On the anniversary of Lehman's fall, let's take a look at where the economy stands, and where it still needs to go.
Five years after the fall of Lehman Brothers, the evaporation of credit, and the collapse of the economy and stock market: Where does the economy stand?
In one sense, the economy is back where it started. Real gross domestic product per person has just about recovered to where it stood in 2007, around $50,000 per person in 2011 dollars. That still makes the U.S. the richest large country in the world, ranked seventh by the World Bank, behind smaller nations like Qatar and Switzerland. But the U.S. is not used to standing still. If growth in the last five years had been on trend, we would be approaching $60,000 per capita by now.
This is far from the normal "bouncy" kind of recovery we historically experience coming out of recessions. The chart below shows the annual rate of change in real (inflation-adjusted) GDP from the Federal Reserve Bank of St. Louis. The usual change after recessions (shaded) is above five percent, whereas this recovery is below five percent.
Still Behind On Jobs
Almost 2 million fewer people today have jobs than at the end of 2007. Last Friday, the Bureau of Labor Statistics reported that the labor participation rate fell to its lowest since 1978. Normally, a recovering labor market attracts more people wanting work. Instead, more people are opting out of the workforce.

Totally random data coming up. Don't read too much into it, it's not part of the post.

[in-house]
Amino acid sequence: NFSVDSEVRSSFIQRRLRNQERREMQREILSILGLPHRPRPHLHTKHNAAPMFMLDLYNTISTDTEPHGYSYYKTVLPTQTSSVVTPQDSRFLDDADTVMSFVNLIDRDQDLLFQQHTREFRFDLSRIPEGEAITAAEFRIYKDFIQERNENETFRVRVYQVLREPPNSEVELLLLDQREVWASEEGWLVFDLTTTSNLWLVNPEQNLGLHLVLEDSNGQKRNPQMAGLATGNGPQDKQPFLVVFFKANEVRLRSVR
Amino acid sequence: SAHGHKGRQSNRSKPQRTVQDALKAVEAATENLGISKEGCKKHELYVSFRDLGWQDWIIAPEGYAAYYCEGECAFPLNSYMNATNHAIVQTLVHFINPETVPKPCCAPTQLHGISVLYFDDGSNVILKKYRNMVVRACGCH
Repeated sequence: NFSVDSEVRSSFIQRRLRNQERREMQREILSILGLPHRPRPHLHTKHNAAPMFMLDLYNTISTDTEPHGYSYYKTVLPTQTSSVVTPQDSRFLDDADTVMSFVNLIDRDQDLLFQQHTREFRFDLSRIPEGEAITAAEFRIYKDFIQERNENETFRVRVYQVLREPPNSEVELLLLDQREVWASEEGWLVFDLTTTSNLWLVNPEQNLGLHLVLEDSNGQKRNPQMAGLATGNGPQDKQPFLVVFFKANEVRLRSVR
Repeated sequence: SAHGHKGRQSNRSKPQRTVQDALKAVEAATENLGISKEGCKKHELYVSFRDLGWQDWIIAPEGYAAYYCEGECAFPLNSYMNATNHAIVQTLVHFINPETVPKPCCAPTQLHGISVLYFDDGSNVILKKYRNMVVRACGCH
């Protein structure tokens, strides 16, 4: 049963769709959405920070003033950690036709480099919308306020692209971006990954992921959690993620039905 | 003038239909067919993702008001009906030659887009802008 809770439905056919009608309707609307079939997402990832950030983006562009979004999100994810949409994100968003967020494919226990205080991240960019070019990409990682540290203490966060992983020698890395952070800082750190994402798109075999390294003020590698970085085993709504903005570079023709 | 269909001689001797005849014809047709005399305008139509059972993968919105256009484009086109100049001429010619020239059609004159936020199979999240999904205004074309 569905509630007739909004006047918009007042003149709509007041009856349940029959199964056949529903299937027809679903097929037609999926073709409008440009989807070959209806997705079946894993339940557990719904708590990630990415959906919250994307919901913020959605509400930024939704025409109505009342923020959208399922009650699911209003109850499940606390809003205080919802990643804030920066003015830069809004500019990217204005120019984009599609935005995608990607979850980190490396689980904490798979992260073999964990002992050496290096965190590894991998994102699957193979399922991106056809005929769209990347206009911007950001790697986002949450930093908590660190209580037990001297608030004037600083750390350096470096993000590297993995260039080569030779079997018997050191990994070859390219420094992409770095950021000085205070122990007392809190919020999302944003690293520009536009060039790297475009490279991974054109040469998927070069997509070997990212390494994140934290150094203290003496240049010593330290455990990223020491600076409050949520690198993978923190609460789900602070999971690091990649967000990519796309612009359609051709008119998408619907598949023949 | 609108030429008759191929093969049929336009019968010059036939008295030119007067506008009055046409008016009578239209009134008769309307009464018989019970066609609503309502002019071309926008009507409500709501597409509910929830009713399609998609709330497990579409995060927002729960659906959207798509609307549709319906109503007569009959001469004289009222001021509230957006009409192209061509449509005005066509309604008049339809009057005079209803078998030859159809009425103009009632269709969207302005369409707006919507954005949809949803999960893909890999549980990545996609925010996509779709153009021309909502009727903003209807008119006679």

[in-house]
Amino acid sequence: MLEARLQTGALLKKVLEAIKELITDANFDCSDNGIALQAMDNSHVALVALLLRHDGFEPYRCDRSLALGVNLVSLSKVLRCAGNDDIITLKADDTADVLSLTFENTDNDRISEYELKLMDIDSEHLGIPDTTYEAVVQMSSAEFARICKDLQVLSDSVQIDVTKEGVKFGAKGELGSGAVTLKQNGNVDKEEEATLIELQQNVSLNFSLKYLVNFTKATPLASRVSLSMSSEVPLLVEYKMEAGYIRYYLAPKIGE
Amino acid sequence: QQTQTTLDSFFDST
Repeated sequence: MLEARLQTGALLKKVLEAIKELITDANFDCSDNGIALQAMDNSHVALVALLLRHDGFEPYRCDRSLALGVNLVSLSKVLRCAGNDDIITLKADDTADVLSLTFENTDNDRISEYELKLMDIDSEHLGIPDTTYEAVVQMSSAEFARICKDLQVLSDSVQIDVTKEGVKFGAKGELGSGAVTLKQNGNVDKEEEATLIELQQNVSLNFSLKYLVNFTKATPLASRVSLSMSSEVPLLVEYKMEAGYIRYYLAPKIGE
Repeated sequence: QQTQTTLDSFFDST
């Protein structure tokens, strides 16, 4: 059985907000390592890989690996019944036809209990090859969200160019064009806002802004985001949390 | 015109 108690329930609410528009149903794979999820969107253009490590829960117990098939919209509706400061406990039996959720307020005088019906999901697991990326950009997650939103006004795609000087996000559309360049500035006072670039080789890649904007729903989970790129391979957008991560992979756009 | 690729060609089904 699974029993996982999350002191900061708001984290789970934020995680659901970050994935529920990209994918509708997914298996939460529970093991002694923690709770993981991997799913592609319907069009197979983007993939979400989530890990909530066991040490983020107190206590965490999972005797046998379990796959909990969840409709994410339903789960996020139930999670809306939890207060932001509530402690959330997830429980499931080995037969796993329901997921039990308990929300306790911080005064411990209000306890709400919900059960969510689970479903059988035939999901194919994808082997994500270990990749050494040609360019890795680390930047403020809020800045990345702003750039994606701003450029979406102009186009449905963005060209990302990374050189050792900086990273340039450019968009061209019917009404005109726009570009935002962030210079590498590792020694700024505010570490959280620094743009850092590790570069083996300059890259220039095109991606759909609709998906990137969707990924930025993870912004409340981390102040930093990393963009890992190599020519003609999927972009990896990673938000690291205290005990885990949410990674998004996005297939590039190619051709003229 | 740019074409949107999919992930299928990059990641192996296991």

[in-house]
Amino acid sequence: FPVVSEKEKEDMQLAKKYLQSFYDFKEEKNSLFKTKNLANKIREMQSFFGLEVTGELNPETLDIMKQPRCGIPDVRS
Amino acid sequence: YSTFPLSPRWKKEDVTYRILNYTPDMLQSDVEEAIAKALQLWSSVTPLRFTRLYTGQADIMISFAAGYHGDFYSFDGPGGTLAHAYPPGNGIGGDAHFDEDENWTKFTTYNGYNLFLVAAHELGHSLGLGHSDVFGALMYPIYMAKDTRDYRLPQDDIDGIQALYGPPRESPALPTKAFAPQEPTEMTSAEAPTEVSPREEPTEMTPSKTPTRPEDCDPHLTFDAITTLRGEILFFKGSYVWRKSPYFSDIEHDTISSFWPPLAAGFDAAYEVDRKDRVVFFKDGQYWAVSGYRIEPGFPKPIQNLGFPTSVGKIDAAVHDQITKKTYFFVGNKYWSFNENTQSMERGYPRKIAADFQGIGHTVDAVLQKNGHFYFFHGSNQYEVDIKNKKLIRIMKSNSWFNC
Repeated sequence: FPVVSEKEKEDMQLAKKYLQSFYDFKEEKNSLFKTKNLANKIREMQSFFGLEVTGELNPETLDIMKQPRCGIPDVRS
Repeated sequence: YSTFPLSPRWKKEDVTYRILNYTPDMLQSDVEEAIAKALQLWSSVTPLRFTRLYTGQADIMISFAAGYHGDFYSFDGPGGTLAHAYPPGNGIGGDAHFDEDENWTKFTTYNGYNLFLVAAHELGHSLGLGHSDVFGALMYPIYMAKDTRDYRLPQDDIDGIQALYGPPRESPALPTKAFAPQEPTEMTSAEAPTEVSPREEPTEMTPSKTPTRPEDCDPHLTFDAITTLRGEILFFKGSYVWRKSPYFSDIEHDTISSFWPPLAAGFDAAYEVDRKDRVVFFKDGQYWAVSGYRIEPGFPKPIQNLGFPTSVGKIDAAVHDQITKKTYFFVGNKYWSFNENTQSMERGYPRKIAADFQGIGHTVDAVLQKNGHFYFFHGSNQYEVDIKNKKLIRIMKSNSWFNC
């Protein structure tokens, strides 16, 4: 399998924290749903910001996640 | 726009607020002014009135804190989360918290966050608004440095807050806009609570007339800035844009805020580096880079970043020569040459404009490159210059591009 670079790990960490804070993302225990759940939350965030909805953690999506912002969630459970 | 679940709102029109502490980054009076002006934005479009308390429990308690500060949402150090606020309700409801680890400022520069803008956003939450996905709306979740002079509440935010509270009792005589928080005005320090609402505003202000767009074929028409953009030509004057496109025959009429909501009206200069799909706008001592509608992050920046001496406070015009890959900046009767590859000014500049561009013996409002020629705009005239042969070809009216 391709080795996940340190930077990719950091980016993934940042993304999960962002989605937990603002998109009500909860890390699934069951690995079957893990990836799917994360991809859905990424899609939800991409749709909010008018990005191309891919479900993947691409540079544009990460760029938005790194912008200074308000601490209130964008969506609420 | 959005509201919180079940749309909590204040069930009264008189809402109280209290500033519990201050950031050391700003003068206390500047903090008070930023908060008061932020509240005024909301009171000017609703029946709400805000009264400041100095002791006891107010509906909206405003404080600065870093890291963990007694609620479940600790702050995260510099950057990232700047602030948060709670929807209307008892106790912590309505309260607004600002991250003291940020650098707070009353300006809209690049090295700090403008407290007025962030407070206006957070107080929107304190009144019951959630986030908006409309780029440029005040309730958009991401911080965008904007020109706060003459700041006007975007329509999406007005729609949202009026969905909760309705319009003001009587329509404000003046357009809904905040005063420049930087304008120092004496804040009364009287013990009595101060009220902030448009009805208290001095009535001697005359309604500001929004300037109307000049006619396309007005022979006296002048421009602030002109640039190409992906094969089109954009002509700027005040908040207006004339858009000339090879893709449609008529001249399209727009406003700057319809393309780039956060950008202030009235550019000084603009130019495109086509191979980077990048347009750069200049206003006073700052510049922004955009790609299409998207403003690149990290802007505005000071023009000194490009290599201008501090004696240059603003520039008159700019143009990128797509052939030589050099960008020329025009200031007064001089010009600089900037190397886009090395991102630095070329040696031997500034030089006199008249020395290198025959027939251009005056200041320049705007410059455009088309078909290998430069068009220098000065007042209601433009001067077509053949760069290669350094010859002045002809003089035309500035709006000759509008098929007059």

Incomes have recovered and surpassed 2007, but the growth in income has been highly concentrated in the wealthiest households. The number of people on food stamps soared 70 percent over the past five years; one in five households now utilize food stamps according the Department of Agriculture.
And on the housing front, a strong recovery from the bottom makes headlines, but the equity value of America's homes has fallen from $13.5 trillion at its peak in 2007 to $9.1 trillion now, says the Federal Reserve.
Smaller Business Profits Hit Hard
The Inc. 500 show the challenges coming out of the "great recession." The Inc. 500 in 2008 had more than $18 billion in revenue; last year, that number was $14.1 billion. Employment in the Inc. 500 topped 57,000 in 2008. In 2012, it just passed 52,000. Corporate profits overall, on the other hand, have surpassed their peaks in 2007 because large companies have leveraged economies of scale and technology to boost margins.
What Can You Conclude?
The economy lacks vitality, but it is growing, and there are sweet spots within it. Pent up demand for housing and cars makes these industries look good for this year and next. Selling to the "1%" remains an excellent business proposition. Business-to-business looks to remain a key growth category. Business confidence has rebounded more than consumer confidence. Regionally, the southwest, northwest, and some southern markets show more economic dynamism than the northeast and midwest. But this economy is fragile. With home values still $4 trillion below their peak, the majority of households are not in a better financial position than they were six years ago.
Goldman Sachs predicts faster U.S. growth in 2014, but it's probably too early to tell. Decisions in Washington before year-end on tax policy and the budget, the next Federal Reserve Chairman, and mid-east military action may tip the balance for business confidence and the economy next year. If uncertainties clear out of the way, more hiring and capital investment could boost growth in 2014 and make the U.S. look more like the economic powerhouse it should be.